|Eow Links 49|
Eow Links 49
"Eow" for End Of Week. TTRPG Links I gathered during the week. This is iteration 49.
My favourite post for this week is Orcs and XP through the Ages.
A Hex Flower is a bit like a random table, but with an inbuilt ‘memory’ (because the last turn affects the next outcome). Each time you enter a new HEX, you procedurally determine what is going on.
So when I thought of rats, I didn't think first of disease-ridden warrens and plague pits. My first image was of a statue of a rat holding a coin. That first image turned into the basic premise; a bank, whose icon is a rat, (...)
I want to talk about the larger world building before I go more deeply into Mycroft’s pronoun use. We learn early in Too Like the Lightning that the gender neutral language of this 25th century is not the result of society’s efforts toward inclusiveness finally succeeding, but the result of global trauma and severe censorship.
Viking Death Squad takes the heavy metal aesthetic and cranks it up to 11.
The main simple distillation of what I found can be seen in the ratio of the number of orcs a party must kill/defeat before rising from 0 XP at 1st level to 2nd level.
This is not because metal is especially scarce or because the technology isn't up to it, but because you need one of a dwindling number of specialists to make it, or because it belongs or belonged to someone important. Except for maybe the military during an actual war, there aren't workshops churning out suits of mail and plate.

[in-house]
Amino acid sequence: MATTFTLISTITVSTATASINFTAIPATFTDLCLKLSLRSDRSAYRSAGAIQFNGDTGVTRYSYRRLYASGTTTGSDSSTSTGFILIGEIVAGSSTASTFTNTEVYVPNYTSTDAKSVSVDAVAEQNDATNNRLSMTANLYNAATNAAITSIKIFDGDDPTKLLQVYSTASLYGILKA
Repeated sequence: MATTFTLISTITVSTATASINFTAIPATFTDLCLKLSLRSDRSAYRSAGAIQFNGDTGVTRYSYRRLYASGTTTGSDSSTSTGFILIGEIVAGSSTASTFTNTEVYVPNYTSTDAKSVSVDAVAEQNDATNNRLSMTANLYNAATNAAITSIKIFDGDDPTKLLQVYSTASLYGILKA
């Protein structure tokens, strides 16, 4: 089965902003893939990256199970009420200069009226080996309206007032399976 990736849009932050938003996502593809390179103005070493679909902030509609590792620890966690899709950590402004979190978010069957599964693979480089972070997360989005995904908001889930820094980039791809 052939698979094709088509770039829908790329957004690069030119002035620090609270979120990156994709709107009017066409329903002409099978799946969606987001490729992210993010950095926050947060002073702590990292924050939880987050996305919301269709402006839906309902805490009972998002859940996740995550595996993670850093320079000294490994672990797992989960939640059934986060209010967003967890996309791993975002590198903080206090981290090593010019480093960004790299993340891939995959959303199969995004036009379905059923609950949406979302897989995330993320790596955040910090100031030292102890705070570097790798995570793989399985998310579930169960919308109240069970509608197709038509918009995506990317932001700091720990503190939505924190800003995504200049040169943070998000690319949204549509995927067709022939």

When you create things, you are creating stories…sort of. You can’t help but create stories when you create a setting and NPCs. Even if the entire adventure comes from a series of random tables, you are creating what will be perceived by players as a story.
we spun up games without having been shown how it works. The only info we got being Dragon Magazine, White Dwarf and very rarely actual products snaffled during trips to the big city. Everything I got before I hit college was either a gift, mail order or picked up on holiday. I guessed the shape these games should be from Fighting Fantasy and Choose Your Own Adventure books, salted it with Monstrous Compendium and the artwork from Dragon and White Dwarf and off we went.
Well, I'm convinced that pointcrawls are more useful and hexcrawls are only good for a specific (but very popular) type of campaign: one in which the PCs go exploring the unknown wilderness beyond civilization.
Rule A is mostly core - there is little to disagree about. Rule B is mostly penumbra. What is "reasonable"? It depends.
So I decided to create a ~10 slide deck in PowerPoint outlining how to play 5e D&D with some old-school tricks and advice thrown in to help cover what I think are gaps in the Essentials rules.
Knave is my favorite of this period of old-school-inspired rulebooks for how it simplifies the annoying parts of the game tradition it comes from. However, like the other rulebooks, it doesn't really tell you how to play.
ItO, as I’ve covered in my review, falls squarely on the Chainmail side of the fence. It is objects in the game world that determine both a character’s combat and magical capabilities, rather than an abstract feature of your class.
Upgraded sheet for my homebrew b/x game